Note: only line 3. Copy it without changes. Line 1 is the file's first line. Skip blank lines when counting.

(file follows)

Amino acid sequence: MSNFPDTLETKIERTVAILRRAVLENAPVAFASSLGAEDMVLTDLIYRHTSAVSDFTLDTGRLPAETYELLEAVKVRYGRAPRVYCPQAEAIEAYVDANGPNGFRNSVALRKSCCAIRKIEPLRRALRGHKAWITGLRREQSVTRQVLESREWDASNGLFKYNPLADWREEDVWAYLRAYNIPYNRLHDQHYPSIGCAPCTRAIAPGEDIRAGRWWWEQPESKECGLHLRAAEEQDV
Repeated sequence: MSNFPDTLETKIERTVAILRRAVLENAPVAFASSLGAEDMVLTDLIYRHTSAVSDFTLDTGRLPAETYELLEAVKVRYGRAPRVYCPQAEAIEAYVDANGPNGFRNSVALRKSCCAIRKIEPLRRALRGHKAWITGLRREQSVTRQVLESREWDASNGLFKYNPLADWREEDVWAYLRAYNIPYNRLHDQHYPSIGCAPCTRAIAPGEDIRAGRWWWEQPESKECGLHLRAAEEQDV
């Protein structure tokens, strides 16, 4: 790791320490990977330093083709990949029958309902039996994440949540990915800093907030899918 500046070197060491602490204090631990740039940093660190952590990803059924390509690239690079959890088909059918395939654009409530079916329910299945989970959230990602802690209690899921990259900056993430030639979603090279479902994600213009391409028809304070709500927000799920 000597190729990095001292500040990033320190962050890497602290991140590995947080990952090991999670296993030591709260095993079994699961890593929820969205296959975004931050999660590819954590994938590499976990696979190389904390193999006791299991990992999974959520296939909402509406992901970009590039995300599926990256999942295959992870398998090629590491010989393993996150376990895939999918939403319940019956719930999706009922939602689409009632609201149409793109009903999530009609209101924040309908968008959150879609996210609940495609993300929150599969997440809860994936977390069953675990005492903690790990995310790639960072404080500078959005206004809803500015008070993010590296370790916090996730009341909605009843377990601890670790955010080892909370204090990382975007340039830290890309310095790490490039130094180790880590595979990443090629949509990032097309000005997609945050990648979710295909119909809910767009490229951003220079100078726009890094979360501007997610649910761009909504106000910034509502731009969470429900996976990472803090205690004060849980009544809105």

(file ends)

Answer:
């Protein structure tokens, strides 16, 4: 790791320490990977330093083709990949029958309902039996994440949540990915800093907030899918 500046070197060491602490204090631990740039940093660190952590990803059924390509690239690079959890088909059918395939654009409530079916329910299945989970959230990602802690209690899921990259900056993430030639979603090279479902994600213009391409028809304070709500927000799920 000597190729990095001292500040990033320190962050890497602290991140590995947080990952090991999670296993030591709260095993079994699961890593929820969205296959975004931050999660590819954590994938590499976990696979190389904390193999006791299991990992999974959520296939909402509406992901970009590039995300599926990256999942295959992870398998090629590491010989393993996150376990895939999918939403319940019956719930999706009922939602689409009632609201149409793109009903999530009609209101924040309908968008959150879609996210609940495609993300929150599969997440809860994936977390069953675990005492903690790990995310790639960072404080500078959005206004809803500015008070993010590296370790916090996730009341909605009843377990601890670790955010080892909370204090990382975007340039830290890309310095790490490039130094180790880590595979990443090629949509990032097309000005997609945050990648979710295909119909809910767009490229951003220079100078726009890094979360501007997610649910761009909504106000910034509502731009969470429900996976990472803090205690004060849980009544809105």